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A dominant theme of A Streetcar Named Desire is the beginning of the end of the class structure, gender inferiority and superior status in America's "South" during industrialization.
The audience expects a demure, typical, Southern woman to reveal herself in the form of Blanche but it becomes obvious that appearances are deceiving. Blanche is the antithesis of herself and her opposing personalities will sooner or later expose her weaknesses and her neurotic temperament.
Blanche's fall from grace and ultimate hospitalization in a mental institution highlights the discrepancy between expectations and norms and Blanche's need to retain her imagined status despite her very real indiscretions. This reveals her hypocrisy and the reality of the time. Blanche's contradictory nature and her acknowledgement of her own inconsistent behavior which " brought me here—Where I'm not wanted and where I'm ashamed to be" will eventually destroy her, contributing to a cycle of violence from which she cannot escape. Blanche has no real concept of morality and her grasp of right and wrong is entirely questionable "when the devil is in you."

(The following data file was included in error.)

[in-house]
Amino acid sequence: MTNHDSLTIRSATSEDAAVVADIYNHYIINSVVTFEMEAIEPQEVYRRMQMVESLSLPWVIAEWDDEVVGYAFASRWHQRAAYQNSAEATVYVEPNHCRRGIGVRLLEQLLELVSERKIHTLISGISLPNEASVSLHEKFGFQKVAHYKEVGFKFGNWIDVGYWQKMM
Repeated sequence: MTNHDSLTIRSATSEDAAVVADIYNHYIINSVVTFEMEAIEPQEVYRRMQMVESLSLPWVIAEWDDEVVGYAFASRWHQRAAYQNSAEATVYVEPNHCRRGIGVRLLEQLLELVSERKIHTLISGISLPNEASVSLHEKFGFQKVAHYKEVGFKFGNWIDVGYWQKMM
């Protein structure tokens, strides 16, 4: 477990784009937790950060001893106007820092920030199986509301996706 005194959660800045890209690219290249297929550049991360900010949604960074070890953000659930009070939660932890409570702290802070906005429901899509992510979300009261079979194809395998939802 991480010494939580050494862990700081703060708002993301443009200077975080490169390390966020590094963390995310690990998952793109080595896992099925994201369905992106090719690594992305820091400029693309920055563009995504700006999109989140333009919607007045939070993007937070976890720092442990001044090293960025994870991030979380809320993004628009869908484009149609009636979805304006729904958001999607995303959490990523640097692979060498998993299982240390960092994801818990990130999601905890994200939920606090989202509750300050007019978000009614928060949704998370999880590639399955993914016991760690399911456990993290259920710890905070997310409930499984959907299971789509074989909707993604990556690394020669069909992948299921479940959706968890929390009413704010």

The underlying plot throughout A Streetcar Named Desire relates to society as a whole and its shortcomings and the confusion that abounds when conformity makes demands. People will always judge others and "casting the first stone" is very relevant here. It drives the audience's feelings for Blanche and whilst disapproving, Blanche is to be pitied as a product of her society.
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